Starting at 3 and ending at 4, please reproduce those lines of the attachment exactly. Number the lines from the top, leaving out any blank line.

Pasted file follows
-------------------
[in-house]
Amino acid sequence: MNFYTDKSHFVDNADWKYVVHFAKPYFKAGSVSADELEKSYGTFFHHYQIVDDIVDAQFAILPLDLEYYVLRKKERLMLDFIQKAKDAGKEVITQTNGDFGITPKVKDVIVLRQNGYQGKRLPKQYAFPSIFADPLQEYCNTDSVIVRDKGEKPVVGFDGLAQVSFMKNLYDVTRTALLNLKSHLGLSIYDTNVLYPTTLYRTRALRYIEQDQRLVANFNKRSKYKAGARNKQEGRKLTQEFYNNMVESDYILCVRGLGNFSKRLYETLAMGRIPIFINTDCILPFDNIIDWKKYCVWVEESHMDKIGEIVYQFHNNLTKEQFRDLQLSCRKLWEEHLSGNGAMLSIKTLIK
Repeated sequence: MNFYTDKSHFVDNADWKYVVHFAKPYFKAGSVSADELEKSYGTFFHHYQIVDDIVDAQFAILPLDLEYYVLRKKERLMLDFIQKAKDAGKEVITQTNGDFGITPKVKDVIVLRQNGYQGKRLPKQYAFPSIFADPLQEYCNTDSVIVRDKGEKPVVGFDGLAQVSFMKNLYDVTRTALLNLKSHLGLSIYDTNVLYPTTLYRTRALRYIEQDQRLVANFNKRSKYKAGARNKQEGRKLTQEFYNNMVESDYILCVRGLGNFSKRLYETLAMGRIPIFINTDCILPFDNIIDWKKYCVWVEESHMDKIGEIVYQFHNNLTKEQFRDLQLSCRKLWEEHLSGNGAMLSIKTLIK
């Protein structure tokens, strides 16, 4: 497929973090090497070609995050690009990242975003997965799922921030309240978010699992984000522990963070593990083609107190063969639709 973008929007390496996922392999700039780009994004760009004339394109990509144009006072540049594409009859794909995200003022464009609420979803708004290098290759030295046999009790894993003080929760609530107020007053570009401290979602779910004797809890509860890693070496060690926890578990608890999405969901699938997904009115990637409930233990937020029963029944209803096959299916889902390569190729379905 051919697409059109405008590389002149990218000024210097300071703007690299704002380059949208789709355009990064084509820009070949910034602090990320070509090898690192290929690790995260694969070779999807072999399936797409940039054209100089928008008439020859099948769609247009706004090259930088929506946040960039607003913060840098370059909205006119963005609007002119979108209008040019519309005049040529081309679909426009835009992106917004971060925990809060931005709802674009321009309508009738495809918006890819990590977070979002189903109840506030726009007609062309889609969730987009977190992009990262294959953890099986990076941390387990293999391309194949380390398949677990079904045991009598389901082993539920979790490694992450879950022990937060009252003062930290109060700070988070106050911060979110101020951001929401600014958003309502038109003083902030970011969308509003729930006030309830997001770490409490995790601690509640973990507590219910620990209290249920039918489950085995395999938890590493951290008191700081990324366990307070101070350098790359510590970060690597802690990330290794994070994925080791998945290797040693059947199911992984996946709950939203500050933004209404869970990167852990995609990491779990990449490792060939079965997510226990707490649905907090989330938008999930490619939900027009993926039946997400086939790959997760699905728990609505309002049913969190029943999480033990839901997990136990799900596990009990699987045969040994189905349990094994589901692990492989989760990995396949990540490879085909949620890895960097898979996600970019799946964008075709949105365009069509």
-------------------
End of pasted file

Repeated sequence: MNFYTDKSHFVDNADWKYVVHFAKPYFKAGSVSADELEKSYGTFFHHYQIVDDIVDAQFAILPLDLEYYVLRKKERLMLDFIQKAKDAGKEVITQTNGDFGITPKVKDVIVLRQNGYQGKRLPKQYAFPSIFADPLQEYCNTDSVIVRDKGEKPVVGFDGLAQVSFMKNLYDVTRTALLNLKSHLGLSIYDTNVLYPTTLYRTRALRYIEQDQRLVANFNKRSKYKAGARNKQEGRKLTQEFYNNMVESDYILCVRGLGNFSKRLYETLAMGRIPIFINTDCILPFDNIIDWKKYCVWVEESHMDKIGEIVYQFHNNLTKEQFRDLQLSCRKLWEEHLSGNGAMLSIKTLIK
């Protein structure tokens, strides 16, 4: 497929973090090497070609995050690009990242975003997965799922921030309240978010699992984000522990963070593990083609107190063969639709 973008929007390496996922392999700039780009994004760009004339394109990509144009006072540049594409009859794909995200003022464009609420979803708004290098290759030295046999009790894993003080929760609530107020007053570009401290979602779910004797809890509860890693070496060690926890578990608890999405969901699938997904009115990637409930233990937020029963029944209803096959299916889902390569190729379905 051919697409059109405008590389002149990218000024210097300071703007690299704002380059949208789709355009990064084509820009070949910034602090990320070509090898690192290929690790995260694969070779999807072999399936797409940039054209100089928008008439020859099948769609247009706004090259930088929506946040960039607003913060840098370059909205006119963005609007002119979108209008040019519309005049040529081309679909426009835009992106917004971060925990809060931005709802674009321009309508009738495809918006890819990590977070979002189903109840506030726009007609062309889609969730987009977190992009990262294959953890099986990076941390387990293999391309194949380390398949677990079904045991009598389901082993539920979790490694992450879950022990937060009252003062930290109060700070988070106050911060979110101020951001929401600014958003309502038109003083902030970011969308509003729930006030309830997001770490409490995790601690509640973990507590219910620990209290249920039918489950085995395999938890590493951290008191700081990324366990307070101070350098790359510590970060690597802690990330290794994070994925080791998945290797040693059947199911992984996946709950939203500050933004209404869970990167852990995609990491779990990449490792060939079965997510226990707490649905907090989330938008999930490619939900027009993926039946997400086939790959997760699905728990609505309002049913969190029943999480033990839901997990136990799900596990009990699987045969040994189905349990094994589901692990492989989760990995396949990540490879085909949620890895960097898979996600970019799946964008075709949105365009069509």